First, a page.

So, you’re trying to stay healthy.
The classic way to boost your immune system is to pump your body with vitamin C, but what’s the best way to do that? And will it really minimize your risk of coming down with a cold? With myriad products claiming they’ll help you ward off sickness, you should know the facts.
Read on to learn about the sources and benefits of vitamin C.
Where Does Vitamin C Come From?
Unlike other animals, the human body doesn’t make vitamin C on its own, and it can’t store the nutrient for any period of time. That’s why it’s essential to get plenty of vitamin C through your diet or dietary supplements.
Vitamin C is naturally found in foods such as:
- Oranges and citrus fruits
- Brussels sprouts
- Bell peppers
You can also get vitamin C from supplements that come in many forms, from chewables to effervescent tablets to gummies.
Which Is Better: Supplement or Food?
There doesn’t seem to be a significant difference in vitamin C benefits between consuming it in a supplement versus in whole foods. In both cases, the nutrient comes from ascorbic acid. As long as you’re getting enough vitamin C (the National Institutes of Health recommend 75-90 milligrams per day for adults), both forms provide the same level of health benefits.
However, fruits and vegetables can lose some of their potency when they’re cooked. To get enough vitamin C, try to eat raw, uncooked foods with vitamin C. If these foods aren’t part of your daily diet, you might consider taking a vitamin supplement to make up the difference.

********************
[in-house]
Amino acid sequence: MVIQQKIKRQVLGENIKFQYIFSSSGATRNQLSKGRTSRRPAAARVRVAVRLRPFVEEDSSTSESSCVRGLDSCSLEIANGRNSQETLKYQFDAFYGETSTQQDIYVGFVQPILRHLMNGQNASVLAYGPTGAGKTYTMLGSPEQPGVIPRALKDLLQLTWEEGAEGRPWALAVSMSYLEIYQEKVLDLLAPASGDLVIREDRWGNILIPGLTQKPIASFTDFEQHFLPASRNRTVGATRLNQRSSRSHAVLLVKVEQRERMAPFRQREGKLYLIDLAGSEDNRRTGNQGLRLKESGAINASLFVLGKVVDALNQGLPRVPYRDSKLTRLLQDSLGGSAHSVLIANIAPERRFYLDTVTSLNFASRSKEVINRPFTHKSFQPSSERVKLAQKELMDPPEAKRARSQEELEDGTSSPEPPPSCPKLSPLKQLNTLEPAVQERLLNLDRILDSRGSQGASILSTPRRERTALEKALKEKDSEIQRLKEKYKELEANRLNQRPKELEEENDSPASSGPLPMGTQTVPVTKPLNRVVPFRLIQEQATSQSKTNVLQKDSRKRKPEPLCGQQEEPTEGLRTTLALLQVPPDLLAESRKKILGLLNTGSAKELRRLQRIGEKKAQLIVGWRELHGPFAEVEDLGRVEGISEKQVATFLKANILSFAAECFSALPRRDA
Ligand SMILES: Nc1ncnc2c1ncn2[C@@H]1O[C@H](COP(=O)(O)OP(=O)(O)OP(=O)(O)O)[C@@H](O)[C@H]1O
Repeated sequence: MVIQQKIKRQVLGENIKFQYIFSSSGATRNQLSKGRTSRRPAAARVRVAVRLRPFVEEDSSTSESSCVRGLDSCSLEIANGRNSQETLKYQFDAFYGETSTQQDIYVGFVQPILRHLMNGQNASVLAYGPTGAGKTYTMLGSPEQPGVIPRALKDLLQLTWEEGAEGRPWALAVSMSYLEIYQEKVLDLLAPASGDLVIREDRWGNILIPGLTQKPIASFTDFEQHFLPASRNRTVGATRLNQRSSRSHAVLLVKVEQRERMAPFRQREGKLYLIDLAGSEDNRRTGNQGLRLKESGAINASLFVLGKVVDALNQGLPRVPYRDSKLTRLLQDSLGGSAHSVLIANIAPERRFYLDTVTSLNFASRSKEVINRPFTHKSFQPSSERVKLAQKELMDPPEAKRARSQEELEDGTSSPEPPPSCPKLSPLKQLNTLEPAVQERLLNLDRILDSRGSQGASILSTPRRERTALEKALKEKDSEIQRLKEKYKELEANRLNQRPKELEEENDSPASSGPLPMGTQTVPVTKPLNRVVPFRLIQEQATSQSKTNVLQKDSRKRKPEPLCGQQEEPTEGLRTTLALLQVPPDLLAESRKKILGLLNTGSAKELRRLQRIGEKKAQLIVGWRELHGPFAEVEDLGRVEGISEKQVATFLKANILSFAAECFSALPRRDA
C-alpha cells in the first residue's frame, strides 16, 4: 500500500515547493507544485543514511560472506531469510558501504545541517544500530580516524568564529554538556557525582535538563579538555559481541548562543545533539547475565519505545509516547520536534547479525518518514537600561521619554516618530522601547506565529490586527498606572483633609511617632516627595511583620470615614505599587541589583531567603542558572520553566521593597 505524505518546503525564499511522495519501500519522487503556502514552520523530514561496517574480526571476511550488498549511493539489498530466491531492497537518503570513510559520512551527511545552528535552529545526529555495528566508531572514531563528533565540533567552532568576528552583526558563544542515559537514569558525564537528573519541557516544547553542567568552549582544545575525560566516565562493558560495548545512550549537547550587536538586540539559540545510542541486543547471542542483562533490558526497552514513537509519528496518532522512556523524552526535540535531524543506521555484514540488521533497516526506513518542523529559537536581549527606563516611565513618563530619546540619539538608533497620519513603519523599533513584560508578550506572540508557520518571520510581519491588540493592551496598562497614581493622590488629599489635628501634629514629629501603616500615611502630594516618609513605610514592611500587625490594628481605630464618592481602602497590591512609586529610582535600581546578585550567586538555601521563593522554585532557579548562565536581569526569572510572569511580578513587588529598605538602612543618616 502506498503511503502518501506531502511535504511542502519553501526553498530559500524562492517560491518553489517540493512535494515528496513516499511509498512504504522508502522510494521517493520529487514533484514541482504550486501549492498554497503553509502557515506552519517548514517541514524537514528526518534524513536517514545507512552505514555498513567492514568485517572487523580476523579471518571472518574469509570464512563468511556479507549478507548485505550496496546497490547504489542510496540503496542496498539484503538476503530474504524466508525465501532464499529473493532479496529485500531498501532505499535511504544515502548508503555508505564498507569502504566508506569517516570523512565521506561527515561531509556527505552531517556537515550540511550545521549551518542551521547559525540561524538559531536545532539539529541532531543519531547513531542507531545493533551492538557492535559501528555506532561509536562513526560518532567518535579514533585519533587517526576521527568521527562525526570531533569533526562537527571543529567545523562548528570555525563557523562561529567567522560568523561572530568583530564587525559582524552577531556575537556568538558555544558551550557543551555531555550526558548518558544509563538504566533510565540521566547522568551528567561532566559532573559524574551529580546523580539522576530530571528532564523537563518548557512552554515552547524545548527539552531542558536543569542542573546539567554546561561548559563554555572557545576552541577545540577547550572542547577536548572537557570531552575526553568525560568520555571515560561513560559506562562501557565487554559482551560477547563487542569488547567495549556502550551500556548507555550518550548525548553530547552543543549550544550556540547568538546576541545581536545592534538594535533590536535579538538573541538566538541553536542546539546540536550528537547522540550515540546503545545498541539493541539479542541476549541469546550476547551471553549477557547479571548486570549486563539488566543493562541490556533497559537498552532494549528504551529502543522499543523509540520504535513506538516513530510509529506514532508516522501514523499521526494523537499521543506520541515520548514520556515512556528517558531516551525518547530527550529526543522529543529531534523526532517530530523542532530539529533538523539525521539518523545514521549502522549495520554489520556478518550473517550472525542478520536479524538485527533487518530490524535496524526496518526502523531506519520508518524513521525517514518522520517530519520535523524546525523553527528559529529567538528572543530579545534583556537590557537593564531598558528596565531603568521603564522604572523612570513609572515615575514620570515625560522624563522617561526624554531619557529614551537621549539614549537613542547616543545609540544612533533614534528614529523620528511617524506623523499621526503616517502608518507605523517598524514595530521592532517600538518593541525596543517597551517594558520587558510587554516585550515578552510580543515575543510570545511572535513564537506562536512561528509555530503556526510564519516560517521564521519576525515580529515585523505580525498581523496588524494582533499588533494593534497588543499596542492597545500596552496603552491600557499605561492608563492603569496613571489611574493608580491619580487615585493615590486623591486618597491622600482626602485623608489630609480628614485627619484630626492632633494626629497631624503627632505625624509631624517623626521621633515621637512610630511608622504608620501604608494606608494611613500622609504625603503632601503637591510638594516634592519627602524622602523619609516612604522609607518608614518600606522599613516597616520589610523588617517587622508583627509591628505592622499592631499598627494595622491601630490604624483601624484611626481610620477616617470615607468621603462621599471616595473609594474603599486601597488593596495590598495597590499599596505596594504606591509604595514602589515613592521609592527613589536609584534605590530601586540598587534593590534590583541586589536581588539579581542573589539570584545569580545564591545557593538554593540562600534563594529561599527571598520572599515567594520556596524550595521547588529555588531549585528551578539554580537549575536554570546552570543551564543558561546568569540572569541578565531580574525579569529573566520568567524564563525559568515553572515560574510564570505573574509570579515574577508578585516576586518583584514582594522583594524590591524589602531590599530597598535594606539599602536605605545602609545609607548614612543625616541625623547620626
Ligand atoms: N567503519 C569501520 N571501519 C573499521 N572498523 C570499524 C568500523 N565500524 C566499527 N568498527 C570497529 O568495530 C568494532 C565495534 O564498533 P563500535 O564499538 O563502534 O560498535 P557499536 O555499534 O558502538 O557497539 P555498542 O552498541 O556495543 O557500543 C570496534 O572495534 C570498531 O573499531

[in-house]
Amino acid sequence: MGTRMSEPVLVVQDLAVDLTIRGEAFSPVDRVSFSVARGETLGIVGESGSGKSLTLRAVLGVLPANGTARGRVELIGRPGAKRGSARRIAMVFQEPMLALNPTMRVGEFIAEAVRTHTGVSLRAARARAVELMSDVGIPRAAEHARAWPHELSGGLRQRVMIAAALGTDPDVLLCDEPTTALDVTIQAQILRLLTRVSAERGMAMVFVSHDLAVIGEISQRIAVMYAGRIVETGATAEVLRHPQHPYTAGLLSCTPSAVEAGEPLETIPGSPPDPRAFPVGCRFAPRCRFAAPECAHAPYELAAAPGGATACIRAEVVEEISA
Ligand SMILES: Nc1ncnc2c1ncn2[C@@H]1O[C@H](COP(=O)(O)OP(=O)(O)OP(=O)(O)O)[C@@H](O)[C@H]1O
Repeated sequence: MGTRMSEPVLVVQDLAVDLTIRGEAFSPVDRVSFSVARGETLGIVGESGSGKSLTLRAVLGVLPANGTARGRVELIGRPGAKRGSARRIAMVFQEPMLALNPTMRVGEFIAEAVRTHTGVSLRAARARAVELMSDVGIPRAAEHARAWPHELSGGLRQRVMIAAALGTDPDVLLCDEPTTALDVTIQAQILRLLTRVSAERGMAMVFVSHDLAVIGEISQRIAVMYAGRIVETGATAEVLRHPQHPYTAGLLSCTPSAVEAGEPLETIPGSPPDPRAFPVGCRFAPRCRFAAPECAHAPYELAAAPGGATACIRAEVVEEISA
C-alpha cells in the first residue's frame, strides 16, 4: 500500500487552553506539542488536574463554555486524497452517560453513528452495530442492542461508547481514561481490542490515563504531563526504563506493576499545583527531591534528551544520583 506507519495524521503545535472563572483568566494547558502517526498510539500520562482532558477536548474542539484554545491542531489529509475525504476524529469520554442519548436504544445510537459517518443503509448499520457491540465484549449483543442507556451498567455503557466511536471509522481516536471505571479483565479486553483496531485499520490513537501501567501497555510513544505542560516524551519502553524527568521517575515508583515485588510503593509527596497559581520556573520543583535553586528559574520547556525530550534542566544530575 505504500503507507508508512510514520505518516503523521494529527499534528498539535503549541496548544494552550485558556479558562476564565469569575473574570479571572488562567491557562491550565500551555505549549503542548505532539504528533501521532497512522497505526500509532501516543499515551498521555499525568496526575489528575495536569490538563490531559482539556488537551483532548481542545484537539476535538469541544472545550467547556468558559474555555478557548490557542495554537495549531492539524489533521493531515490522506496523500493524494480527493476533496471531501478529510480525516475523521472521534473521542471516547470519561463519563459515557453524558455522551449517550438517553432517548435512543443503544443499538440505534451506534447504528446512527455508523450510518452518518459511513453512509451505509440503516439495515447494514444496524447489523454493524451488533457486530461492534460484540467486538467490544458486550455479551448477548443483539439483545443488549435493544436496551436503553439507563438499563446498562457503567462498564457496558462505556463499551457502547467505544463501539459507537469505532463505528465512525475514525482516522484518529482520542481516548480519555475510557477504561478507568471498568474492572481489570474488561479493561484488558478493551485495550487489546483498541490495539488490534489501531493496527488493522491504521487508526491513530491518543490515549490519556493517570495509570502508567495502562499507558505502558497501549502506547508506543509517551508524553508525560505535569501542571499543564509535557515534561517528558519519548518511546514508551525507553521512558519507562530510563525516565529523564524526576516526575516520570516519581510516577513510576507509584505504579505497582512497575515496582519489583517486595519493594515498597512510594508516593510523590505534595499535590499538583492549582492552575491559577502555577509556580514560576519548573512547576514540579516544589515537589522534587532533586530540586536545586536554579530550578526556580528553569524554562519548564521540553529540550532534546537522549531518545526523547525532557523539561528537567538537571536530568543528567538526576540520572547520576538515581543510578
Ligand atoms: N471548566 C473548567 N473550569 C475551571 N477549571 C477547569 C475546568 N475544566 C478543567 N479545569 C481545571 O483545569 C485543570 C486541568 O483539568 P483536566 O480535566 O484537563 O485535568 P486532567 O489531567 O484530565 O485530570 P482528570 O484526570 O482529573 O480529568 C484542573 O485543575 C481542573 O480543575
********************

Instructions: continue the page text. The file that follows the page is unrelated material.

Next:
What Are the Benefits of Vitamin C?
Your body needs vitamin C for all of the following:
- Maintaining muscles, tendons, and blood vessels
- Healing wounds
- Repairing and maintaining teeth, bones, and cartilage
- Absorbing iron
Vitamin C benefits also include helping your immune system to function properly and helping your skin recover from sunburn.
Although we tend to turn to vitamin C when we feel a cold coming on, there’s little evidence that vitamin C can prevent colds altogether. Regular vitamin C intake can help make viruses shorter or less severe, though it won’t stop them altogether, according to the NIH. Vitamin C taken after the onset of cold or flu symptoms likely will not provide any benefit.
You should ensure you’re getting plenty of vitamin C, because your body can’t stay healthy without it. But when it comes to preventing colds and the flu, it’s best to wash your hands often, and avoid touching your eyes, nose, and mouth. Make sure you get plenty of rest and water, and maintain a healthy diet and active lifestyle.
To learn more about vitamin C and its benefits, find a doctor at UPMC.